Nvidia teases Kepler-based Tegra 5 'Logan' chips

July 25, 2013 // 9:10 a.m.

Tags: #faceworks #geforce #geforce-8800-gtx #kepler #logan #nvidia #nvidia-logan #siggraph #smartphone #soc #system-on-chip #tablet #tegra #tegra-4

Nvidia's first SIGGRAPH announcement, the launch of the Quadro K6000 board, may have been somewhat niche, but last night's presentation was anything but: a sneak-preview of its next-generation Tegra family, codenamed 'Logan.'

Continuing the theme of using superheroes' public personae as codenames - 'Logan' representing X-Men's Wolverine, of course - Logan is due to take over from the recently-launched Tegra 4 in 2014 when it will launch as the Tegra 5. While it will include the usual tweaks to the ARM-based general-purpose processing cores, Nvidia's teaser event at SIGGRAPH in Anaheim last night concentrated, naturally, on the graphics side of things with the news that Logan will represent a standardisation on the Kepler GPU architecture across Nvidia's entire product offering.

'Our mission with Project Logan was to scale [Kepler] technology down to the mobile power envelope,' explained Nvidia's Jonah Alben of the SIGGRAPH announcement, 'creating new configurations that we could both deploy in the Logan mobile SoC [System on Chip] and license to others. We took Kepler’s efficient processing cores and added a new low-power inter-unit interconnect and extensive new optimizations, both specifically for mobile. With this design, mobile Kepler uses less than one-third the power of GPUs in leading tablets, such as the iPad 4, while performing the same rendering. And it gives us enormous performance and clocking headroom to scale up.'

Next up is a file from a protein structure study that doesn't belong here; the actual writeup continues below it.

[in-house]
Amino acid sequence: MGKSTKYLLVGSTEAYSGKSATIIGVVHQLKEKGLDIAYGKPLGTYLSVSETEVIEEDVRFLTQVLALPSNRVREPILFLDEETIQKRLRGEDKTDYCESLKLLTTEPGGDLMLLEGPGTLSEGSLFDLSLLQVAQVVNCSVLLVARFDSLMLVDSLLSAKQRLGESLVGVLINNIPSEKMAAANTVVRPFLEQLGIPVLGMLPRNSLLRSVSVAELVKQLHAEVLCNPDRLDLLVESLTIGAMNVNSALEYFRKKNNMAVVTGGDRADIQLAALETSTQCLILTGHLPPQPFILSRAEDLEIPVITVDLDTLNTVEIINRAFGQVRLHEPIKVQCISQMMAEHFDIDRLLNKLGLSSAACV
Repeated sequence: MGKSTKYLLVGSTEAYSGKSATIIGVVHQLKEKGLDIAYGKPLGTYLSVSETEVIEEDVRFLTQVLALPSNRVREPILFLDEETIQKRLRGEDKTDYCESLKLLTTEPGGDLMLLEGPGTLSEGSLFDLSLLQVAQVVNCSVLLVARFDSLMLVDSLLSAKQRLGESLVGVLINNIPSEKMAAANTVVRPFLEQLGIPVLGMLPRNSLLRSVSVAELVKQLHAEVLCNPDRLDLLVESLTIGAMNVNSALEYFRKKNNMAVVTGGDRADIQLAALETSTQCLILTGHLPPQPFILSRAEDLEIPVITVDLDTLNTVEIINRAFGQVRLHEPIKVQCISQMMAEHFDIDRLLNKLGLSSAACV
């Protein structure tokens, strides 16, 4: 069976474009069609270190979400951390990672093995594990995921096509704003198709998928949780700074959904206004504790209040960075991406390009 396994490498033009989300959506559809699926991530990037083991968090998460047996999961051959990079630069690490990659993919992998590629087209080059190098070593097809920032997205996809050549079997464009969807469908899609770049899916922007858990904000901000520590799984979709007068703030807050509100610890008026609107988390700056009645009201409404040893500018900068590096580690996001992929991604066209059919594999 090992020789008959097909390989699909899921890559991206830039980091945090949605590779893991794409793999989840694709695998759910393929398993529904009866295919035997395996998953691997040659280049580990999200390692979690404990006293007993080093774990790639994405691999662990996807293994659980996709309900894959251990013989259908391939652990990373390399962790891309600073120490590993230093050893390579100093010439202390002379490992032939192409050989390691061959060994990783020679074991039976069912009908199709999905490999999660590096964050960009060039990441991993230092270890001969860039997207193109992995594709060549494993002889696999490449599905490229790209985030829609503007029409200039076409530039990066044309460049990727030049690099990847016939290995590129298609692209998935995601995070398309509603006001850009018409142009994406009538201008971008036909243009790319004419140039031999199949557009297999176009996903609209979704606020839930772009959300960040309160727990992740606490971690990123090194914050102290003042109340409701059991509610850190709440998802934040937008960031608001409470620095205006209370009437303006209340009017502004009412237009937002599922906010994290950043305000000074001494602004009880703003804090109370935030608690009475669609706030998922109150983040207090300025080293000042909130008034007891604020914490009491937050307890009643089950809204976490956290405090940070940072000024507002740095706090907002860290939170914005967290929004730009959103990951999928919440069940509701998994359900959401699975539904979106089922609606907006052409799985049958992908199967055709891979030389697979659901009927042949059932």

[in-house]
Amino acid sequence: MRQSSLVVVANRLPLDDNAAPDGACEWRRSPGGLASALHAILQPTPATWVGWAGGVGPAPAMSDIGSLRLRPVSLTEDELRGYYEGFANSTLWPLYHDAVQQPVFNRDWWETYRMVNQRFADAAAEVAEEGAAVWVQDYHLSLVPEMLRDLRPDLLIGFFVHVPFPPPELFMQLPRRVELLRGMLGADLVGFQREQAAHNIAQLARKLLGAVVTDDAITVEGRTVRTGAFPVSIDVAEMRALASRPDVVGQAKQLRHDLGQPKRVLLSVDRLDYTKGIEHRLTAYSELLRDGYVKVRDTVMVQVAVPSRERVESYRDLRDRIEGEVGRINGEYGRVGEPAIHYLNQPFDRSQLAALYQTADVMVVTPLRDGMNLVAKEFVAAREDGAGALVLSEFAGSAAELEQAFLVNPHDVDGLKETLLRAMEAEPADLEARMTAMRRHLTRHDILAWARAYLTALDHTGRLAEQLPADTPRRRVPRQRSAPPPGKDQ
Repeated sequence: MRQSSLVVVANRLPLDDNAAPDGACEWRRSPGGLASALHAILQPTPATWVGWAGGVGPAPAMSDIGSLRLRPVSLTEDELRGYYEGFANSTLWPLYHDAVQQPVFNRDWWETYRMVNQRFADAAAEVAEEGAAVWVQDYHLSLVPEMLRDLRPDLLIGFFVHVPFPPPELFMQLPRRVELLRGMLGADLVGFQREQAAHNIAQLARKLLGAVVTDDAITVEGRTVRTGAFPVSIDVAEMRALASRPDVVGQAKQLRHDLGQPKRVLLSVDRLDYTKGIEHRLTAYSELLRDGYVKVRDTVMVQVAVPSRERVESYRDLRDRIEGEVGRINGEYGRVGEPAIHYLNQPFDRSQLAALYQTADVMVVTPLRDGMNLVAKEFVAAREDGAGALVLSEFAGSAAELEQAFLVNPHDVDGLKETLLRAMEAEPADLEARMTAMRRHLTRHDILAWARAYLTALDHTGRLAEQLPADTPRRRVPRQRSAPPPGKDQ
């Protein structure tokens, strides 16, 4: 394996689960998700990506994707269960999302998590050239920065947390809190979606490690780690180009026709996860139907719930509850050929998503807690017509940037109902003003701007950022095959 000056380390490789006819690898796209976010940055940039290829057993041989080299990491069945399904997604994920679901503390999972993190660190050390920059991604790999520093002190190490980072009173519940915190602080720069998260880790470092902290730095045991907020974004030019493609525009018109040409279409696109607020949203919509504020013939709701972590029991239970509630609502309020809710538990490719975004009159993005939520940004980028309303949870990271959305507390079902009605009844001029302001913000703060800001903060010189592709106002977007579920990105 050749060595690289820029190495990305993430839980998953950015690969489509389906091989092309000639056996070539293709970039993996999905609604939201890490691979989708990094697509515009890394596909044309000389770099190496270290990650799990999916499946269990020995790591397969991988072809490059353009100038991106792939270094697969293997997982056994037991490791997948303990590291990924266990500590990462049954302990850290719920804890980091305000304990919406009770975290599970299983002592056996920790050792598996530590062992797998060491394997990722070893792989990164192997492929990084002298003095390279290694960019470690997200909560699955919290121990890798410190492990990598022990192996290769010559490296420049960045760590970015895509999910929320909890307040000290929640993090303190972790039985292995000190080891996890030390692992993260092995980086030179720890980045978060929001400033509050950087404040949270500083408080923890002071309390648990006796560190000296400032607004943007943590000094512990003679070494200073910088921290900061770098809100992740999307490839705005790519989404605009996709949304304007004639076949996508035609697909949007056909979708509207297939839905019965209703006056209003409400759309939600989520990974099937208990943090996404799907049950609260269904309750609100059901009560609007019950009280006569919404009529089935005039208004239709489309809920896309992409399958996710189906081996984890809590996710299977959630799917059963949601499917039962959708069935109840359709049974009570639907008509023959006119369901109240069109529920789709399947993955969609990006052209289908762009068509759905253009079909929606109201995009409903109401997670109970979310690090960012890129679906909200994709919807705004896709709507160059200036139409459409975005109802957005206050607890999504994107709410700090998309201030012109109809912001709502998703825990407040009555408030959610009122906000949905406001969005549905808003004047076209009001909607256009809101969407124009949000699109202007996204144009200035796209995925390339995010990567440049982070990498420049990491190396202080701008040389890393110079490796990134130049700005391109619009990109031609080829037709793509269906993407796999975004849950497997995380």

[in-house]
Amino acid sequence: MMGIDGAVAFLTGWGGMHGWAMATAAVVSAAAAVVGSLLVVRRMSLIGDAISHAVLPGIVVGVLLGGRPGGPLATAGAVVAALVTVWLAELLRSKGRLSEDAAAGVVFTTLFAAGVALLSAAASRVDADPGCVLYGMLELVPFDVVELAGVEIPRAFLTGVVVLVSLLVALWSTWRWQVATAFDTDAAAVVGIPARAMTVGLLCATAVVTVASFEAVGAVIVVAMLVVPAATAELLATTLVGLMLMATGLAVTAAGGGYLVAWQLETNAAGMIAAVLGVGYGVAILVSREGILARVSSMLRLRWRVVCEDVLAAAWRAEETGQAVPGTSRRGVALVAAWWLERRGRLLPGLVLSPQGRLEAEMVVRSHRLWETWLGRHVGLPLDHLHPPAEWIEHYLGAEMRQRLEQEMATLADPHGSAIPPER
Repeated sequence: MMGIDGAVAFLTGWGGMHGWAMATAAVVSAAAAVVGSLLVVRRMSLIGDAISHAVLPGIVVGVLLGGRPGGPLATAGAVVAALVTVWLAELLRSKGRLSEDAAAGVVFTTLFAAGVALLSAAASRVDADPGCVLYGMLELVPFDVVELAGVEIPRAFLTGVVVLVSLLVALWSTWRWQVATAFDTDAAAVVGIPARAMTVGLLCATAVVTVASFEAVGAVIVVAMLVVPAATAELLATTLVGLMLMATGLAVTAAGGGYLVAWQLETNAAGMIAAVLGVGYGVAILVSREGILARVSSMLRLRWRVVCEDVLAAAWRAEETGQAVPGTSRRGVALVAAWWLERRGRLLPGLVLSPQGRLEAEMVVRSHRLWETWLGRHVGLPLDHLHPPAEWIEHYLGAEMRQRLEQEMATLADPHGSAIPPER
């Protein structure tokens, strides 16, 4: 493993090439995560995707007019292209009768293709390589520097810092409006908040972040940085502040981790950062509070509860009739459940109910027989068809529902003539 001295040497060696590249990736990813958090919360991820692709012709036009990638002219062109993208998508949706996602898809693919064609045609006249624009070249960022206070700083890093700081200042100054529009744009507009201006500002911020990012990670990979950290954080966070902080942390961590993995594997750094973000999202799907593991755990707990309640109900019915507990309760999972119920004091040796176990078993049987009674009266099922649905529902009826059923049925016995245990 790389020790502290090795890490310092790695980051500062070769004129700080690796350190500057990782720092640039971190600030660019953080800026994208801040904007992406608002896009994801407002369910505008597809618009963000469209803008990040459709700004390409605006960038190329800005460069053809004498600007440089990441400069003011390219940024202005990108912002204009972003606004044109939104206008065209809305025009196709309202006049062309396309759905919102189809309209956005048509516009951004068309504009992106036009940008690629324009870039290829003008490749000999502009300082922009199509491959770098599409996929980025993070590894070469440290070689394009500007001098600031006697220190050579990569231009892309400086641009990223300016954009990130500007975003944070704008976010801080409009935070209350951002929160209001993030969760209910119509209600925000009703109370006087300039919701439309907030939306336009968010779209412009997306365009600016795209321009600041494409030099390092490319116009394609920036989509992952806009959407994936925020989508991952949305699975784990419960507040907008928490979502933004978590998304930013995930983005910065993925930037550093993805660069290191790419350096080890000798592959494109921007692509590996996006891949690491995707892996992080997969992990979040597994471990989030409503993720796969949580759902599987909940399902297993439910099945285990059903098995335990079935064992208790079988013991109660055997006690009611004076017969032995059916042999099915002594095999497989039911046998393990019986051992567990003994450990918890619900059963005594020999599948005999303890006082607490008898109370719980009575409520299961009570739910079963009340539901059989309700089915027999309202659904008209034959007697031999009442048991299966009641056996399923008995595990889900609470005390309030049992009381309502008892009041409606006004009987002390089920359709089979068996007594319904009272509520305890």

That headroom, Nvidia claims, will see the mobile version of the Kepler architecture in Logan rocket past anything else on the market. A slide used at the show highlights this in particularly stark fashion: a slow ramping in graphics performance becomes a cliff as Logan rises above the iPad 4, the PlayStation 3, and even Nvidia's desktop GeForce 8800 GTX GPU - a chip which, when it launched in 2006, was the fastest around and had a thermal design profile (TDP) of 185W.

Okay, so it's approaching seven years old now - but for a mobile chip, in a hand-held device that runs on an internal battery, to beat the speed of even an outdated 185W desktop graphics card is no mean feat.

'We achieved this efficiency without compromising graphics capability,' claimed Alben. '[Mobile] Kepler supports the full spectrum of OpenGL – including the just-announced OpenGL 4.4 full-featured graphics specification and the OpenGL ES 3.0 embedded standard. It also supports DirectX 11, Microsoft’s latest graphics API. These advanced APIs will allow developers to use more efficient, visually compelling rendering approaches than were previously possible in mobile.'

Indeed, Alben name-checked features more normally associated with desktop GPUs, including tessellation, compute-based deferred rendering, new anti-aliasing and post-processing algorithms, and even GPU-accelerated physics and other simulation engines with Logan promising full support for the CUDA 5.0 GPGPU offload language - the same feature set as Nvidia's desktop GPUs, in other words, but in a 2W TDP.

To show off the capabilities of the chip, Nvidia treated attendees to its previously-released FaceWorks 'Ira' demonstration runnning in real-time - but whereas the previous demo, at GTC 2013, required half the power of the company's flagship Titan graphics card, this version runs entirely on a Logan development board.

If you're curious as to just how that works, Nvidia's demonstration is reproduced below - and, for now, represents the last little tidbit the company is willing to share regarding Logan until closer to its 2014 début.


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